Well, I was gonna stay out of it because a) I don't particularly want to see the WA-01 race go negative, and b) God knows I'm not allowed to speak authoritatively about anything regarding anything I've expressed an opinion on, because that would be ABSURD! But now that Josh has chimed in again regurgitating the DelBene party line verbatim, I just have to come to the defense of Darcy Burner, liberal bloggers, and the truth.

Josh writes:

A misleading story about Suzan DelBene is making the rounds (again) on liberal blogs. The claim is that DelBene broke election rules by not filing a personal financial disclosure form in 2011 even though she had spent $5,000, the candidate threshold, and indicated she was a candidate by checking a box on her quarterly report.

First of all, the idea that you can simply dismiss a story as "misleading" just because it is "making the rounds (again) on the liberal blogs" is bullshit, Josh. Dave Neiwert is an award winning investigative journalist and author who spent two decades as a reporter and editor at newspapers in Idaho, Montana, and Washington. He won the Pacific Northwest Newspaper Association's 1993 C.B. Blethen Memorial Award for enterprise reporting for his work at the Bellevue Journal American, and received the 2000 National Press Club Award for Distinguished Online Journalism for a series on domestic terrorism he produced for MSNBC.com. Probably won other awards too, but I didn't bother to look beyond the top two Google hits.

Neiwert is credible, and his post is the best researched, best sourced, most credible explication of the issue I've read thus far... despite the fact that it appears on a (gasp!) liberal blog. I suggest folks read it, and make up their minds for themselves.

The story is wrong for several reason, which I explained a couple of months ago when the story first ran (in part, because there are exemptions to the threshold, which DelBene met). But here’s the funnier thing: If the story had any veracity, DelBene’s rival, progressive Darcy Burner (the choice candidate of the lefty blogs), would be guilty of the exact same thing.

Burner checked the same box in her 2009 Q1, for example, when she was still closing out her 2008 campaign—and spent $7,645 in net operating expenditures … more than $5,000. (DelBene was doing the same thing in 2011 when she was closing out her 2010 campaign.)

Actually, Josh, you didn't explain it a couple months ago, at least not very clearly, and it does not appear that DelBene met the exemptions you mentioned. But here's the funnier thing: If you'd bothered to fact check the line the DelBene camp fed you, you'd know that no, Burner would not be guilty of the exact same thing. Burner terminated her campaign in the spring of 2009 by filing the required "Termination Report." That meant that officially, Burner was no longer a candidate. That's why she stopped filing quarterly reports.

But DelBene never filed a Termination Report because she never officially closed her campaign! That is the legal distinction that is at the heart of this dispute. Officially (or technically, if you prefer) DelBene remained a candidate, she broke the $5,000 threshold in the first quarter, and she continued to file quarterly reports throughout 2011. Which from my reading of the law, sure does suggest that DelBene was a candidate legally required to file a 2011 Financial Disclosure Statement with the House Clerk. (You know, in the same way that Burner filed her Financial Disclosure Statement in 2007 after choosing not to officially terminate her 2006 campaign.)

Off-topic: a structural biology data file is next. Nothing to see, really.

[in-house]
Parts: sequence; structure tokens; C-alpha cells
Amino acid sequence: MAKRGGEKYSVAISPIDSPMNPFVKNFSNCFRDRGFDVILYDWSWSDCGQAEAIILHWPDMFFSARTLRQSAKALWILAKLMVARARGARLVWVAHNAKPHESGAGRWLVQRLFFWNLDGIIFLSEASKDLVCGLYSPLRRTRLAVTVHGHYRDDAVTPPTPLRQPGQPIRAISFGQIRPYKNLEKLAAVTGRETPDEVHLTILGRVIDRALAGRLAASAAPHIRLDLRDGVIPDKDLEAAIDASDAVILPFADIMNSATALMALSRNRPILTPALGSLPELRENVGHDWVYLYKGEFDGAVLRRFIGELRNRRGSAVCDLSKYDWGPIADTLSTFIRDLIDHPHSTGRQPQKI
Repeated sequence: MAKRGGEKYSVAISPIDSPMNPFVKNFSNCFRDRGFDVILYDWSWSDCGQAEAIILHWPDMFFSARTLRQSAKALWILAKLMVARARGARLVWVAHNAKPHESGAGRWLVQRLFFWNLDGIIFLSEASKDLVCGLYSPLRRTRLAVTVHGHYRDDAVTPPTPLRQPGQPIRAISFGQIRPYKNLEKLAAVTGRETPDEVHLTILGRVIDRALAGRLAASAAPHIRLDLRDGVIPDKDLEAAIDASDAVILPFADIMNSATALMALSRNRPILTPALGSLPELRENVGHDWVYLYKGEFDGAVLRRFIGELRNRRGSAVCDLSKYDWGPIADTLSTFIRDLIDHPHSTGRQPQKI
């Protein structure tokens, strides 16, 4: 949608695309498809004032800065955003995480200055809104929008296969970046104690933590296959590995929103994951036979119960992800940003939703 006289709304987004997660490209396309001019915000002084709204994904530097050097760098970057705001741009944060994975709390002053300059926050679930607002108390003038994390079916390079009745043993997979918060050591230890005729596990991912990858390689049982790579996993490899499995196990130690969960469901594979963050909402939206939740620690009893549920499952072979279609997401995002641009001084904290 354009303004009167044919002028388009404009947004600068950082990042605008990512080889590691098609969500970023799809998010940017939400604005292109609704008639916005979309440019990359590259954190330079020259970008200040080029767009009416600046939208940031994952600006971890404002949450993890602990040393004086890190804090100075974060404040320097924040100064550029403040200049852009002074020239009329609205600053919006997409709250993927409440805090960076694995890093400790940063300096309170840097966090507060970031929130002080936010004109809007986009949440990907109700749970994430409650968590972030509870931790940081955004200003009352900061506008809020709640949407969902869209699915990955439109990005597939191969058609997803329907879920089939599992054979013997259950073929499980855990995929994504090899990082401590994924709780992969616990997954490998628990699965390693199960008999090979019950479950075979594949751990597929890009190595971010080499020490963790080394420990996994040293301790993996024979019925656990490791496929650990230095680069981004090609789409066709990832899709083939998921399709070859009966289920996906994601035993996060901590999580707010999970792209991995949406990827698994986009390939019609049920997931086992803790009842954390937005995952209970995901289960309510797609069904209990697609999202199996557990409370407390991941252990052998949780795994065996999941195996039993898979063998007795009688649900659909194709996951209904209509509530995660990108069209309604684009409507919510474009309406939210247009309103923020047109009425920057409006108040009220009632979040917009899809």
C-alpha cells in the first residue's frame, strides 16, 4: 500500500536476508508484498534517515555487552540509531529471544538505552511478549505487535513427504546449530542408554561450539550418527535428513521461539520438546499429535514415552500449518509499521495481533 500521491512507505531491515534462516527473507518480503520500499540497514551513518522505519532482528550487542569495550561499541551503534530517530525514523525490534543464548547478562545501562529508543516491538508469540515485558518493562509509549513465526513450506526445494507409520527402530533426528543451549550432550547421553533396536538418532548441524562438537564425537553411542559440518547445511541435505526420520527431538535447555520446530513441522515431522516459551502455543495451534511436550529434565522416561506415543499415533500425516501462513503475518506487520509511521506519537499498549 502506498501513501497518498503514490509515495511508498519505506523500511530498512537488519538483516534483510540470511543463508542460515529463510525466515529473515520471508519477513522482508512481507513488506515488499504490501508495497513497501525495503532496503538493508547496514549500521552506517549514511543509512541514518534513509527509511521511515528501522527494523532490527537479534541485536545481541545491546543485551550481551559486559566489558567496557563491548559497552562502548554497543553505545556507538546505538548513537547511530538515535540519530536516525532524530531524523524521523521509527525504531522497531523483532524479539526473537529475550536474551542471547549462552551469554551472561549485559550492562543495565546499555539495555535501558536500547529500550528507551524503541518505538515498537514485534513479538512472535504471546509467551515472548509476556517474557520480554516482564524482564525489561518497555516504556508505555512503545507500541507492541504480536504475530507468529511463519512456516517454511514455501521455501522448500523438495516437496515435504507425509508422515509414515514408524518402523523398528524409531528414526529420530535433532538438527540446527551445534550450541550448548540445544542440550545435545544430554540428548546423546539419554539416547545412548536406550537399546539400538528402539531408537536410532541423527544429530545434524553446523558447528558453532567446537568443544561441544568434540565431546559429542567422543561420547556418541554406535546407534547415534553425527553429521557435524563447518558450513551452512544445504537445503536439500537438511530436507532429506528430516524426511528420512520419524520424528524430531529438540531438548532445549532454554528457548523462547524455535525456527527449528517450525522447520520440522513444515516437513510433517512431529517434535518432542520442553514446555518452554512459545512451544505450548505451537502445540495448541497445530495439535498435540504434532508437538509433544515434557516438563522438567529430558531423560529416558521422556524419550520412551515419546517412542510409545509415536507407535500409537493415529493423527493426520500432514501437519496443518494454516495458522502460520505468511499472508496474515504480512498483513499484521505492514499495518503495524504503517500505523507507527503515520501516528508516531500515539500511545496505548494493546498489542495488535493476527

But neither Burner nor DelBene is guilty because it’s the only box you can check. DelBene has the same treasurer that Burner had back then, Philip Lloyd.

As the kids would say, Philip Lloyd is the shit at campaign finance compliance. He's killing it. (You know, he's one of the best in the business). But he doesn't file candidates' personal Financial Disclosure Statements. That's not his business. So this effort to conflate the campaign's FEC reports with DelBene's personal financial disclosure statement comes off as obfuscation.

No, I'm not an elections-law attorney, but Adam Bonin is, and here's what he told Neiwert: "By the time Suzan DelBene paid her new finance director over $5000 last fall, she became a federal candidate. Once she did that, she was no longer 'testing the waters,' and had to file her financial disclosure within thirty days."

Folks can argue that the law is vague, or that DelBene's failure to file amounts to a mere technicality, or ha-ha, you can't believe anything you read on the "liberal blogs" (as if most readers don't lump PubliCola into the "liberal blog" category as well). But all that misses the point. The point is, the story is out there, and Republicans are going to use it to pummel DelBene in November should she make it through the primary.

DelBene had a chance to deal with this months ago, but she didn't. Right or wrong she should have filed her 2011 disclosure when the issue was first raised... assuming she really had nothing to hide. And that's a problem that DelBene has created for herself. By failing to file, and then refusing to file once her failure was pointed out, DelBene has created the appearance that she has something to hide, and least enough of an appearance to allow Republicans to make hay of it in November.

And that's particularly a problem for candidate who can't possibly win without blowing away state records for self-funding in a US House campaign.